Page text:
On March 30, 1969, my mother and dad took two bundles of joy home from the Frankfort, Indiana hospital. Yes, I said two! My identical twin brother–Kurt–and I were swaddled into two different colored blankets along with one safety pin attached to the backside of Kurt’s shirt. That is how they distinguished us apart; Kurt had the safety pin and Kevin was without. Kurt and I frequently say that the safety pin was inadvertently switched often during our baby years!
Another distinguishing act happened soon after our arrival home.
Our parents introduced us to their many friends and neighbors. Our next-door neighbor was a Cuban-born couple who called Frankfort their newfound home. Lester and Stella Vega owned the local cigar factory where hand-rolled cigars were manufactured. Lester’s grandfather taught him the family business. He also taught Lester to offer people words of blessing, and that is exactly what Lester did when he met Kurt and me.
Lester took Kurt in his left arm and me in his right. He looked at Kurt and said, “Kurt, you will be a fighter; always fighting for yourself and others.”
He then looked at me and said, “Kevin, you are a lover; you will share and show love to all you meet.” From that day forward, I have not stopped loving all.
One day in elementary school, I had just finished kissing Jackie under the “kissing tree” in the schoolyard. I returned from recess and then shared with a dear buddy of mine, Malcolm, how exciting it was, and then I said to Malcolm, “I love you, too.” At that time, social norms and fear collided. He said, “Oh, you can’t tell another boy that you love him. That’s wrong.” Deep down in my heart and soul, I knew I did not agree. At that moment, my internal conflict began.
My journey of reconciling this conflict included being a child reared in The United Methodist Church and the witness of my youth leaders. They and the church loved me no matter what. I also felt God would love me the same way.
That “no matter what” of God’s love and grace is the foundation of my theological understanding and how we are to love others. I think of Matthew 22:37, which reads: “Jesus replied: ‘Love the Lord your God with all your heart and with all your soul and with all your mind.’ This is the first and greatest commandment. And the second is like it: ‘Love your neighbor as yourself.'”
Loving God and loving others are core to my theology and ministry.
After graduating from high school, I continued onto the societal norms of receiving a college degree, working in corporate America, and getting married. I met my wife at Ball State’s United Methodist Wesley Foundation, fell in love with her, and continued onto the American dream.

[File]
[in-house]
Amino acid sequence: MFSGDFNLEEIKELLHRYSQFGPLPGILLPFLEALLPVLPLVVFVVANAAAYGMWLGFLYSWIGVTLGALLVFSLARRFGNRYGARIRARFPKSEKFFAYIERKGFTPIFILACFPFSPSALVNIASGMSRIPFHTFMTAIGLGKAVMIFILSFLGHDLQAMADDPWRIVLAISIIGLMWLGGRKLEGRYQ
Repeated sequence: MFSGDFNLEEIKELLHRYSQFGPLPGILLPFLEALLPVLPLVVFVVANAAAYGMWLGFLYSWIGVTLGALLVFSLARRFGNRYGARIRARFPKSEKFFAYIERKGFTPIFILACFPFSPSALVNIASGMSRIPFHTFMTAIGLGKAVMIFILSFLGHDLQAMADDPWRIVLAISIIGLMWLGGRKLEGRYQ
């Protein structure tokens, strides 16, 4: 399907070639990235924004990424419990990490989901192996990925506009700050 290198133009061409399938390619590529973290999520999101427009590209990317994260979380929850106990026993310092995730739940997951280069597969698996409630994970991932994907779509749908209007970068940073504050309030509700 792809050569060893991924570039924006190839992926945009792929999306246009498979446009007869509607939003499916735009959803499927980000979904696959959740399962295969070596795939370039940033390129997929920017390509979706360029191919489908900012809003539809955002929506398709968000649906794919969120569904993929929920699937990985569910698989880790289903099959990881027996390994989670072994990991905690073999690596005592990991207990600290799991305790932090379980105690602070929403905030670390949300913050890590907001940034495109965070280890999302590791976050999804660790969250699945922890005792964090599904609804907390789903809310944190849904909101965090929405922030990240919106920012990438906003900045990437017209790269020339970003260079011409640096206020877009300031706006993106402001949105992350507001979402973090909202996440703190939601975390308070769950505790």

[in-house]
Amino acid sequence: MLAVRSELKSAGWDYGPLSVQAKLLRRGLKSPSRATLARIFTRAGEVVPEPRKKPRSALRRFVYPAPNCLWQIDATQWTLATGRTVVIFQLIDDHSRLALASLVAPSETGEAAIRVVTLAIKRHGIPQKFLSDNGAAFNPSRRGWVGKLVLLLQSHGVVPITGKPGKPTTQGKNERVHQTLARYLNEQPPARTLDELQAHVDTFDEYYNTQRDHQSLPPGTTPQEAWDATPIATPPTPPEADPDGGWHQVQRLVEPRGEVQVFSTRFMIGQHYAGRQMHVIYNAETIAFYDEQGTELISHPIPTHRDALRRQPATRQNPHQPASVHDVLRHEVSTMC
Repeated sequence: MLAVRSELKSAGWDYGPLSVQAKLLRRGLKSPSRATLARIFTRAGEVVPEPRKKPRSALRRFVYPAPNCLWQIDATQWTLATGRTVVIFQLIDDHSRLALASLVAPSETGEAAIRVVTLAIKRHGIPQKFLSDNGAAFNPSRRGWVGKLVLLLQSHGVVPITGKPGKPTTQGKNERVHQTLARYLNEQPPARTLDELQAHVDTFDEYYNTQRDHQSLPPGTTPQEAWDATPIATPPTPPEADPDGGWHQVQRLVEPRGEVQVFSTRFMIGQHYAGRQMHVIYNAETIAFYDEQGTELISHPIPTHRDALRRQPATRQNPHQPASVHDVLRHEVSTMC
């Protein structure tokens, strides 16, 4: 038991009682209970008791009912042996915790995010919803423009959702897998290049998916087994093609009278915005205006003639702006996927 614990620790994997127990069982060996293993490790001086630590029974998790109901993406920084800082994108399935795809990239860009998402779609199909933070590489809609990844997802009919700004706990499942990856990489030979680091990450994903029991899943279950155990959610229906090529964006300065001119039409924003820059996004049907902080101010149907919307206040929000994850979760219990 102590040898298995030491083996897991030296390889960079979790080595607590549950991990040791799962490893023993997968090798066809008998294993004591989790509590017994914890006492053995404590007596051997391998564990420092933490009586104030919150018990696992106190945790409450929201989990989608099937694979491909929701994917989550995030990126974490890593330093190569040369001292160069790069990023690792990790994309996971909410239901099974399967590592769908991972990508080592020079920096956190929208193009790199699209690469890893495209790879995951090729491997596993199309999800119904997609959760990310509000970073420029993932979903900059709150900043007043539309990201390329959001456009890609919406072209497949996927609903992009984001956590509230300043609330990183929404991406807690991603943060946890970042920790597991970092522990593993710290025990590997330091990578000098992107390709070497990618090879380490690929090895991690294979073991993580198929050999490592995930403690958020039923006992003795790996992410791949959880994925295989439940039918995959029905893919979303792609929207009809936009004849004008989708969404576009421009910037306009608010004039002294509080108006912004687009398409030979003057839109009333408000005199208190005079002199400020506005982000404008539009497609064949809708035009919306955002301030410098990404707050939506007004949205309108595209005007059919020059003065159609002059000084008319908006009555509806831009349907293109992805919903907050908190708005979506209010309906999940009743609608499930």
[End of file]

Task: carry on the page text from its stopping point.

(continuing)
During our early-married life, she found out about my love for all people–which included guys. We both struggled with the newfound honesty and reconciled that loving all people was not sinful, immoral, or that I would be “doomed” to hell forever.
After a decade of chasing the American corporate dream, I knew and felt a deeper calling: a calling to share and show God’s love to all people. I began the process of becoming an ordained United Methodist pastor. The process lasted over 11 years through attending seminary part-time, continuing to work international business with a Fortune 500 company, and serving a local United Methodist congregation. My ordination finally happened June 11, 2011, after serving three different United Methodist congregations in Indiana. Through actions beyond my control, I left my third appointment and discerned next steps for ministry. In my discernment, I found an all-inclusive church where my ministry was honored, valued, and where love was for all people. There were no barriers to God’s unconditional love.
However, over the next four years, it seemed the barriers and tragic events of leaving a pastoral role I loved, leaving a denomination that I loved, being separated and divorced from a life partner who I loved, being ostracized from collegial pastoral friends, and being financially broke through bankruptcy, left me helpless and hopeless.
I contemplated ending my life many times over.
Yet my son was my shining star of the East (Matthew 2:2). We had adopted him in 2003, and he is truly a gift from God.
In following my call to ministry, I moved to California in 2014. I began a second-year residency as a hospice chaplain and continued to share and show God’s love to all people through hospice chaplaincy. Since then, I am a full-time hospice chaplain in California and in the land of the East where they are more open and accepting.
I have found and embraced a homestead where all people are loved. Where one’s sexual orientation is allowed to blossom and where there are no double takes when people of the same gender are walking down the street holding hands or embracing in a kiss.
As a result of this public article for the very first time, I am shOUTing from the mountaintop that I am a bisexual man who happens to be a father, a brother, a son, an ordained pastor, a spiritual leader, a hospice chaplain, a partner to M., and a child of God.
May we all embrace the blessing that Lester Vega offered to me on March 30, 1969:
“You are a lover. You will share and show love to all you meet.”
Oh, I long to be on a mountaintop
where I can see for miles upon miles
where the earth meets the sky
where the sky seems so open, vast and welcoming
Upon this panoramic view, I would
sit in awe
Upon the mountaintop, I would also
shOUT so the world could hear me
shOUT the voices I’ve held back
shOUT the news I’ve wanted to share
shOUT OUT loud
There on the mountaintop, I would
-Kevin Raidy, 2017
Connect with Kevin at www.BeNakedBeYou.com or on Facebook.